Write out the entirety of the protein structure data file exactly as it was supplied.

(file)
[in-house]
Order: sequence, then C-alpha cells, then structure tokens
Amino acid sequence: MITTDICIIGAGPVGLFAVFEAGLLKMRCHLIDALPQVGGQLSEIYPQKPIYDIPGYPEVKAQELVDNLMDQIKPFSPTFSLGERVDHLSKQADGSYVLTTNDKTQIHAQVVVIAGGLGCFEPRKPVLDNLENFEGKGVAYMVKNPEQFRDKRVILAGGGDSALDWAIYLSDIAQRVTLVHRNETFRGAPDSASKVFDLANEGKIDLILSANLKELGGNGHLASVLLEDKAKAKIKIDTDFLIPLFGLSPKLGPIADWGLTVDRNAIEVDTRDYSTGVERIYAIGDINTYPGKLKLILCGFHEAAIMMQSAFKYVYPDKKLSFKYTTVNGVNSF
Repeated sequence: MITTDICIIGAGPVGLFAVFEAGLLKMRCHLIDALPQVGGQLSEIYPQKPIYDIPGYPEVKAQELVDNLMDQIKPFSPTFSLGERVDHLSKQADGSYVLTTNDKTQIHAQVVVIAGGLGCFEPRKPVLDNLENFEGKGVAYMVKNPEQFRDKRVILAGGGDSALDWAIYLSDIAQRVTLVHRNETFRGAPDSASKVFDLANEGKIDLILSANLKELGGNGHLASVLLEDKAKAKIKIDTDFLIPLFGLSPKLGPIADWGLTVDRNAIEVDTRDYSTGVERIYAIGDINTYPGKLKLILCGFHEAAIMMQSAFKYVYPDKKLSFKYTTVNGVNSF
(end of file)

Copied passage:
[in-house]
Order: sequence, then C-alpha cells, then structure tokens
Amino acid sequence: MITTDICIIGAGPVGLFAVFEAGLLKMRCHLIDALPQVGGQLSEIYPQKPIYDIPGYPEVKAQELVDNLMDQIKPFSPTFSLGERVDHLSKQADGSYVLTTNDKTQIHAQVVVIAGGLGCFEPRKPVLDNLENFEGKGVAYMVKNPEQFRDKRVILAGGGDSALDWAIYLSDIAQRVTLVHRNETFRGAPDSASKVFDLANEGKIDLILSANLKELGGNGHLASVLLEDKAKAKIKIDTDFLIPLFGLSPKLGPIADWGLTVDRNAIEVDTRDYSTGVERIYAIGDINTYPGKLKLILCGFHEAAIMMQSAFKYVYPDKKLSFKYTTVNGVNSF
Repeated sequence: MITTDICIIGAGPVGLFAVFEAGLLKMRCHLIDALPQVGGQLSEIYPQKPIYDIPGYPEVKAQELVDNLMDQIKPFSPTFSLGERVDHLSKQADGSYVLTTNDKTQIHAQVVVIAGGLGCFEPRKPVLDNLENFEGKGVAYMVKNPEQFRDKRVILAGGGDSALDWAIYLSDIAQRVTLVHRNETFRGAPDSASKVFDLANEGKIDLILSANLKELGGNGHLASVLLEDKAKAKIKIDTDFLIPLFGLSPKLGPIADWGLTVDRNAIEVDTRDYSTGVERIYAIGDINTYPGKLKLILCGFHEAAIMMQSAFKYVYPDKKLSFKYTTVNGVNSF